Also, here are some video clips that I want everyone to watch that will help make things a bit clearer. Click here for the video on the Cathode Ray Tube Experiment that Thompson did, and also for the video clips that I want you to watch on The Discovery of the Electron and The Discovery of the Nucleus. All of these will be great tools in studying for the test!


flickr photo by pixxiestails

Physics 1-10-18 Collision Problems & Bouncing

PHYSICS: Here’s a new way to study collisions! Somebody’s having way too much fun with veggies!

How are you doing with the problems? Since we didn’t really work any in class today, I’ve found an old vodcast that I’ve posted below that also has some of last night’s kinetic energy problems as well as the lesson on bouncing, etc.

Are you ready to crank it up a bit? Here’s a hint – check for connections between the conservation of momentum and the conservation of energy. Also, that old vodcast below might have some hints for you! You can do it!

Physics 1-7-16 Collision Problems & Bouncing from Tammy Skinner on Vimeo.

flickr photo by Rhian Tebbutt Photography

Hon Chemistry 1-10-18 Photoelectric Effect

HON CHEMISTRY: Wow check out this awesome example of the photoelectric effect – a giant solar flower in Buenos Aires, Argentina! It moves as it follows the sun. Click on the link to learn more. There’s also a link below the vodcast. Giant Solar Flower

Awesome field trip today! Hey what about other applications of the photoelectric effect? Are there tiny people living in boxes above the doors at Wal-mart and Target? What about solar calculators? And hey – what about those automatic flush toilets?!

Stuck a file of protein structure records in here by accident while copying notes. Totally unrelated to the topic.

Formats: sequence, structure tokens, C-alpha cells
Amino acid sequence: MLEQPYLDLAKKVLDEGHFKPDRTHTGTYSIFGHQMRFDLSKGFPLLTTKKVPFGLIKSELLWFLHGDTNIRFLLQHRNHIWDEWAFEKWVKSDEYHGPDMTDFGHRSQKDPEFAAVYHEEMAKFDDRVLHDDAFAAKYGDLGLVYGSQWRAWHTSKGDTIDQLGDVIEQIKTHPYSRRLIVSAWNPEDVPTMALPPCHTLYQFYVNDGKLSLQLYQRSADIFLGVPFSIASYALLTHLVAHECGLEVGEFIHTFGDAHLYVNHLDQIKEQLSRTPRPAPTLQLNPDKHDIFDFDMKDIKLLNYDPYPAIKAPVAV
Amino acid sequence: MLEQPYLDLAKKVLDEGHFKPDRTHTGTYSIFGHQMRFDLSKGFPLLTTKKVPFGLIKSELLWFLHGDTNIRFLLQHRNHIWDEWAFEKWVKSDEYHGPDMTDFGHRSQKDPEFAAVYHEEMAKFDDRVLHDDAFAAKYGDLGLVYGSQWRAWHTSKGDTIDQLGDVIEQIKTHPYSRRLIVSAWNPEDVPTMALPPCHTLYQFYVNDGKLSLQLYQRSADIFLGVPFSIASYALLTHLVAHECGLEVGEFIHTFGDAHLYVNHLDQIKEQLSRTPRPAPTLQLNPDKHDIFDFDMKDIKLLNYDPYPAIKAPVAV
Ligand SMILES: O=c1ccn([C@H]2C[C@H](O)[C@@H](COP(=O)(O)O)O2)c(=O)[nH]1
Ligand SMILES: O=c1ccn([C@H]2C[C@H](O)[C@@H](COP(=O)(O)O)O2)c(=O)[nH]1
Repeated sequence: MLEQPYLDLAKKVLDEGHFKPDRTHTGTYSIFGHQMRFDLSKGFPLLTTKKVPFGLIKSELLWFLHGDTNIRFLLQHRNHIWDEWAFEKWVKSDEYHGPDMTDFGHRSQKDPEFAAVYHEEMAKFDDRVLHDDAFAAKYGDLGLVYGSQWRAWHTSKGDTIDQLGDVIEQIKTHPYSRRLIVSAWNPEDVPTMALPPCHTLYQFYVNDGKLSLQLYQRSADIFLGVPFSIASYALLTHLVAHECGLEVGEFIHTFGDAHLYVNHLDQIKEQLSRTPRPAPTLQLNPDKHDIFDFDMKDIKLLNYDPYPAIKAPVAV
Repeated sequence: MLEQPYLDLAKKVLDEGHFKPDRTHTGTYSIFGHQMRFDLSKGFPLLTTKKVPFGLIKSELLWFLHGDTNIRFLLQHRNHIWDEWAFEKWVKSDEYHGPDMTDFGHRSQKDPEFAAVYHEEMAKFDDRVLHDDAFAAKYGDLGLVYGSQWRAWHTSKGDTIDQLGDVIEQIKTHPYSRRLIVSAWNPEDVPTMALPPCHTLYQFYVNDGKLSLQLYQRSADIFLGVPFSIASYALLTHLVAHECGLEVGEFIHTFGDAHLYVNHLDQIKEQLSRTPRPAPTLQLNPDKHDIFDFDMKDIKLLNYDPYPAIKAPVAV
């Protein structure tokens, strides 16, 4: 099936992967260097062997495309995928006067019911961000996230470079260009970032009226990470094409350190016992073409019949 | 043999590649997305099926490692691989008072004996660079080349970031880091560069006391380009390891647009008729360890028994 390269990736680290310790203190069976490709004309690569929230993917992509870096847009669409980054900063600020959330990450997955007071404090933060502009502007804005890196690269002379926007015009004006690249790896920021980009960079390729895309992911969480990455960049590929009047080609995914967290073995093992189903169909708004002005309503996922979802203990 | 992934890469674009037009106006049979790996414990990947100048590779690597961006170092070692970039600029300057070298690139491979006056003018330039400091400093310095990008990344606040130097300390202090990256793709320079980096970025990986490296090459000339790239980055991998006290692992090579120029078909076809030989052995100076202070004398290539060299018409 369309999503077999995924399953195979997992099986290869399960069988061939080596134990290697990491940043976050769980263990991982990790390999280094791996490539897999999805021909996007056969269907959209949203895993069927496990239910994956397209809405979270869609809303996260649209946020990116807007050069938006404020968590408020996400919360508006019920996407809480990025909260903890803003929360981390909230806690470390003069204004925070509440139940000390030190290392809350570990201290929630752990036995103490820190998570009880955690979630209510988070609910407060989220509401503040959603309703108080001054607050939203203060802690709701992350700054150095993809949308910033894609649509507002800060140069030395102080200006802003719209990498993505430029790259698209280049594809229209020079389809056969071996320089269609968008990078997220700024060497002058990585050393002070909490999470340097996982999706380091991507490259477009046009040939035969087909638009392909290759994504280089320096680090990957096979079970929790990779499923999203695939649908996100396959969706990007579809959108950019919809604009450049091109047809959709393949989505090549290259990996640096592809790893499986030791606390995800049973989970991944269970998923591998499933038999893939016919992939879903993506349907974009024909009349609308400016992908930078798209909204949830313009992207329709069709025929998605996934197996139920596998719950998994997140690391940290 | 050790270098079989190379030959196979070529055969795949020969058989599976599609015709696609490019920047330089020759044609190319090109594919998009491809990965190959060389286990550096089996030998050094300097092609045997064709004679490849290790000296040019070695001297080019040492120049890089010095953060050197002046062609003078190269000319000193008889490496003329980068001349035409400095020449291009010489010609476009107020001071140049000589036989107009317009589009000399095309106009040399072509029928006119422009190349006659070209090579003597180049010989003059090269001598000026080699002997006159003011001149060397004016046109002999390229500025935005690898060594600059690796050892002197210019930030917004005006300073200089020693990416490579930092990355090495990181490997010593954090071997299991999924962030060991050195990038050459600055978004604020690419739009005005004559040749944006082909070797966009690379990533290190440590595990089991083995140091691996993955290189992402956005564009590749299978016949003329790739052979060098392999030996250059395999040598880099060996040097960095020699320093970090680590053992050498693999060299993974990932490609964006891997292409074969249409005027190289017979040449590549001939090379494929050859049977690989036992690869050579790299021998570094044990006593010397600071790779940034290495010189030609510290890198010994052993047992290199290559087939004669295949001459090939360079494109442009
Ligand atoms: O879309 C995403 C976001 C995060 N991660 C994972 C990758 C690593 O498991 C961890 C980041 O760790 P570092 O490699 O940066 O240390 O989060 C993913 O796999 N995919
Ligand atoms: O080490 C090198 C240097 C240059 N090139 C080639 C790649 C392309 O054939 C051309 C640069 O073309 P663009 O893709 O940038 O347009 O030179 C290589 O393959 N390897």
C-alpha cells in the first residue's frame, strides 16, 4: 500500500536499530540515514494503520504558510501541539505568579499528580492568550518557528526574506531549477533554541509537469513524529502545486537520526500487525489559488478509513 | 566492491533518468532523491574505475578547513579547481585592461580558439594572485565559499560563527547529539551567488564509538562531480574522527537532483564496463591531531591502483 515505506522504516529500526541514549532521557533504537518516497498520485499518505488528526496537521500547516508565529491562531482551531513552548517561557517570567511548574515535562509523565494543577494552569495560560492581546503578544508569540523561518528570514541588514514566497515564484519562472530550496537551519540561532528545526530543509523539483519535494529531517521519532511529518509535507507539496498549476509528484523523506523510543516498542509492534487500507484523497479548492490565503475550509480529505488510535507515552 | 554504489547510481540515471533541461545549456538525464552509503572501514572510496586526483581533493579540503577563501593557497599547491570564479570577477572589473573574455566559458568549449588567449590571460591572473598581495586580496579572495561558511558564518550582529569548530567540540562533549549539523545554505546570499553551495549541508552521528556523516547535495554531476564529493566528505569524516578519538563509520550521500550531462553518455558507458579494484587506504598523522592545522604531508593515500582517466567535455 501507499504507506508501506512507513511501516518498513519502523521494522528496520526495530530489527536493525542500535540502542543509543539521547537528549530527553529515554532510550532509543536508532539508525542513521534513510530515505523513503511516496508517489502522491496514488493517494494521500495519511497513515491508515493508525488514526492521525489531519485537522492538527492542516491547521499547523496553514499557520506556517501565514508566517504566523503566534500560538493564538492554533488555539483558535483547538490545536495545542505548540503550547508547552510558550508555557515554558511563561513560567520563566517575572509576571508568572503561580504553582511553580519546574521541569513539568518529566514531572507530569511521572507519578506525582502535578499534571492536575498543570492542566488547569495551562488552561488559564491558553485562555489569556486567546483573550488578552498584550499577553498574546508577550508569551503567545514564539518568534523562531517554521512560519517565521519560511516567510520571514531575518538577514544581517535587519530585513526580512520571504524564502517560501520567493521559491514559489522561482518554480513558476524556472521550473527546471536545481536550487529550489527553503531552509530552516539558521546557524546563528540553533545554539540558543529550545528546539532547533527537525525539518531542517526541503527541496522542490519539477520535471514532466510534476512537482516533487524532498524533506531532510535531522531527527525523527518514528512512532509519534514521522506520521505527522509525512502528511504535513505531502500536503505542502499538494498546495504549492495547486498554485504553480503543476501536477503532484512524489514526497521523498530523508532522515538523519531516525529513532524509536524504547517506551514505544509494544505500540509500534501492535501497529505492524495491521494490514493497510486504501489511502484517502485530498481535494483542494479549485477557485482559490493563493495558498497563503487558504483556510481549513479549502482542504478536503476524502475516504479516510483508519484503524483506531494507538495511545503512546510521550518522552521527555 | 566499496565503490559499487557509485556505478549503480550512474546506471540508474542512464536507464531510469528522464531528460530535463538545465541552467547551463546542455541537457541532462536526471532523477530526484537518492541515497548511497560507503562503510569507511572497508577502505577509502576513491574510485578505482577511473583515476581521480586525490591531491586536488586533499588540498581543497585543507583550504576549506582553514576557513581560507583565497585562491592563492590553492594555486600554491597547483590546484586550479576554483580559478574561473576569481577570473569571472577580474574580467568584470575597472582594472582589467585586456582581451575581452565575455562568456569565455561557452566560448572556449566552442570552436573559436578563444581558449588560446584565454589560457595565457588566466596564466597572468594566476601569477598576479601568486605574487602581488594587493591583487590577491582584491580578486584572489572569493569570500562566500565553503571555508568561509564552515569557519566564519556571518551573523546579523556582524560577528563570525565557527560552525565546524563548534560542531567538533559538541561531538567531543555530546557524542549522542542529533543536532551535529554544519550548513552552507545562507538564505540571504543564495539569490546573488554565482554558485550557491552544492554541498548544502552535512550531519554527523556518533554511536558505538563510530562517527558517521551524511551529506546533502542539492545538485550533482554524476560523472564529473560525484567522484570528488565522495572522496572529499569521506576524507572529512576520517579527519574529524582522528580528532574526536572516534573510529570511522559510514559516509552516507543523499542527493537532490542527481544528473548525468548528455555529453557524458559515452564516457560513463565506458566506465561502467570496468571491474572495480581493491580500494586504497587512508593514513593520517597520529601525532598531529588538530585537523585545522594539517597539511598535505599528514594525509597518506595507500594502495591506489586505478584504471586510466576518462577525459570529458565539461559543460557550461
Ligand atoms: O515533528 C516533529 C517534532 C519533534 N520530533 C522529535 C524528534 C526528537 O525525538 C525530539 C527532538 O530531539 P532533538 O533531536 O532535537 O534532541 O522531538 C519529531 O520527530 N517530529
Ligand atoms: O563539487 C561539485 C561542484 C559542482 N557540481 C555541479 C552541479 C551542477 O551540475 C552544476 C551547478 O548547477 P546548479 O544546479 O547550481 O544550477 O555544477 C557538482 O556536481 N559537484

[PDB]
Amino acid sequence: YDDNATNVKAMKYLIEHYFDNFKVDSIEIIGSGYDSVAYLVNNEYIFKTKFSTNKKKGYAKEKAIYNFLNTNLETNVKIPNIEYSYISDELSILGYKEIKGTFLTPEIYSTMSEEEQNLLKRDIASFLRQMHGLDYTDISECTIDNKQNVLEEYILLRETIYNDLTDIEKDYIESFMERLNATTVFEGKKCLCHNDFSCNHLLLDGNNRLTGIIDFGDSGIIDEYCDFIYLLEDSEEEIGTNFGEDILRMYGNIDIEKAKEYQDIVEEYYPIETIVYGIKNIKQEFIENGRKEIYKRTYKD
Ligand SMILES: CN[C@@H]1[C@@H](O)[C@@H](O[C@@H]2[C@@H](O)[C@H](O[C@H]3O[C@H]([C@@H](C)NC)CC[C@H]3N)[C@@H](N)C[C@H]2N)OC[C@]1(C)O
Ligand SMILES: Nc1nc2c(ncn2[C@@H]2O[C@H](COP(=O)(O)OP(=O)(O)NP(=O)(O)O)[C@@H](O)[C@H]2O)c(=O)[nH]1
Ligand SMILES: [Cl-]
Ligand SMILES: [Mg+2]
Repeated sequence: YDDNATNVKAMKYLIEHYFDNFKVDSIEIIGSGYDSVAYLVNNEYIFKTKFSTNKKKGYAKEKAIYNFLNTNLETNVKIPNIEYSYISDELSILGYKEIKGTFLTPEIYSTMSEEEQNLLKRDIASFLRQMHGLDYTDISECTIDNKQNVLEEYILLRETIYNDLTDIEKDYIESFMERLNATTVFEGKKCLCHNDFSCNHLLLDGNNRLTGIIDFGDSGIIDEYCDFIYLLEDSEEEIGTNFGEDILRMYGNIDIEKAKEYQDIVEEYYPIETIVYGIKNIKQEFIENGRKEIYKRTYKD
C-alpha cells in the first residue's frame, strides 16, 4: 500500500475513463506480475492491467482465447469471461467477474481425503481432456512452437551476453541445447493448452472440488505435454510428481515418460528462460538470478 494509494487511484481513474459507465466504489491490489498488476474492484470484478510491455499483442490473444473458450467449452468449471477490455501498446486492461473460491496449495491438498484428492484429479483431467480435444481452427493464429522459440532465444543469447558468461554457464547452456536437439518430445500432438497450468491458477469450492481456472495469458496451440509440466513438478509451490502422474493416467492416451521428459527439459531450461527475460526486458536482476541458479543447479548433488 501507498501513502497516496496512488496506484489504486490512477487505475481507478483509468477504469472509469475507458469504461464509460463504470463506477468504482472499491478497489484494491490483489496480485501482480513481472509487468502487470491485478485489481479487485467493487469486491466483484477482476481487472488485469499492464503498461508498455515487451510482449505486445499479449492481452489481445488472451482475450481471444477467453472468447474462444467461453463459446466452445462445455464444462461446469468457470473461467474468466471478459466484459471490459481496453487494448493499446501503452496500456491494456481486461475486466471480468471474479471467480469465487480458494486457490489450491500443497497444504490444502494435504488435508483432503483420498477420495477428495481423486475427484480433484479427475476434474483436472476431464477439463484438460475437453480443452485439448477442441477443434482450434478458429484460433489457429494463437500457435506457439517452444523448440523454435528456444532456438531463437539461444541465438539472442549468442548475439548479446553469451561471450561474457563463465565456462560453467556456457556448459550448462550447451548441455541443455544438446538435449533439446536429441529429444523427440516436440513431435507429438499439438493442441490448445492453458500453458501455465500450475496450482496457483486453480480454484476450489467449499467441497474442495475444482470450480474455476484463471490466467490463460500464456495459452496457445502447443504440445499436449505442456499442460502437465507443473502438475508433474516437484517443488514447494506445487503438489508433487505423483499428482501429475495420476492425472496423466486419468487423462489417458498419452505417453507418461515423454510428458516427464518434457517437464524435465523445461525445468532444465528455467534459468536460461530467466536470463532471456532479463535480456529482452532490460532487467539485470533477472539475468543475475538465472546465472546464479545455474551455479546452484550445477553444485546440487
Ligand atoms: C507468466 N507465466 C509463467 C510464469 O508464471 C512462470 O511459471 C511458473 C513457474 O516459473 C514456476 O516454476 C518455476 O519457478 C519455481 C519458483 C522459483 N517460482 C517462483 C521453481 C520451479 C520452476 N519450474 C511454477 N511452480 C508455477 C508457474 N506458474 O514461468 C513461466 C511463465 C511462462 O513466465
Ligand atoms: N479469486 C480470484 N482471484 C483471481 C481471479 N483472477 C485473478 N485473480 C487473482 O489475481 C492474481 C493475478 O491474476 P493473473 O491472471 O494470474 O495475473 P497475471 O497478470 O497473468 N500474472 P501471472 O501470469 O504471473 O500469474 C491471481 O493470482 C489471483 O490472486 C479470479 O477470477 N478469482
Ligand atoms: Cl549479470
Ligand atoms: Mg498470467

Hon Chemistry 1-11-17 Photoelectric Effect from Tammy Skinner on Vimeo.

flickr photo by Stuck in Customs

Physics 1-9-18 Collisions, Pt. 2 & Bouncing

PHYSICS: Collisions โ€“ theyโ€™re all around us and they all obey the law of conservation of momentum. Great job on setting up the problems in class today – now on to working them tonight! Check for connections between the conservation of momentum and the conservation of energy. ๐Ÿ™‚

Oh – and watch out for flying ping pong balls!!


flickr photo by chavil brasil

Hon Chemistry 1-9-18 Wave Properties of Light

HON CHEMISTRY: Isn’t this a super cool picture of light? So tell me again, if we’re supposed to be figuring out electrons, why are we studying waves?

How’d you like the light problems so far? I forgot to hit “resume recording” after I paused, I’m posting a lecture from last year. We’ll resume with the photoelectric effect tomorrow!

Hon Chemistry 1-10-17 The Electromagnetic Spectrum & Wave Properties of Light UPDATED from Tammy Skinner on Vimeo.

flickr photo by kevin dooley

Hon Chemistry 1-8-18 The Electromagnetic Spectrum & Intro to Spectroscopy

HON CHEMISTRY: Light can do some pretty crazy things, huh? Great start to our study of light! And why are we studying light? ๐Ÿ™‚

I’m thinking you’ve probably memorized the electromagnetic spectrum after that inspirational song; however, also sure you also know the uses of the different types (all except for long waves). Just in case you’d like to hear it again: Electromagnetic Spectrum Song